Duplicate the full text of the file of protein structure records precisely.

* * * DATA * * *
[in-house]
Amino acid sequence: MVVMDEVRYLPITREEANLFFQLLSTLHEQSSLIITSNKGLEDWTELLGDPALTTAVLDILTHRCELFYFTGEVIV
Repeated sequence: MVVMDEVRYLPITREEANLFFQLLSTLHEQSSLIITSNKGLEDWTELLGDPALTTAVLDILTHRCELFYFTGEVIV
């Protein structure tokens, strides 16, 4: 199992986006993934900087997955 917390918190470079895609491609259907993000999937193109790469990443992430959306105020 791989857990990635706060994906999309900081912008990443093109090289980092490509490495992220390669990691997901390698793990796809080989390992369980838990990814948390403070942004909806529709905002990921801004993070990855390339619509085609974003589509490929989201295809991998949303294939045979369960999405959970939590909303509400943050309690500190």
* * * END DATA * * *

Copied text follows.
[in-house]
Amino acid sequence: MVVMDEVRYLPITREEANLFFQLLSTLHEQSSLIITSNKGLEDWTELLGDPALTTAVLDILTHRCELFYFTGEVIV
Repeated sequence: MVVMDEVRYLPITREEANLFFQLLSTLHEQSSLIITSNKGLEDWTELLGDPALTTAVLDILTHRCELFYFTGEVIV
């Protein structure tokens, strides 16, 4: 199992986006993934900087997955 917390918190470079895609491609259907993000999937193109790469990443992430959306105020 791989857990990635706060994906999309900081912008990443093109090289980092490509490495992220390669990691997901390698793990796809080989390992369980838990990814948390403070942004909806529709905002990921801004993070990855390339619509085609974003589509490929989201295809991998949303294939045979369960999405959970939590909303509400943050309690500190």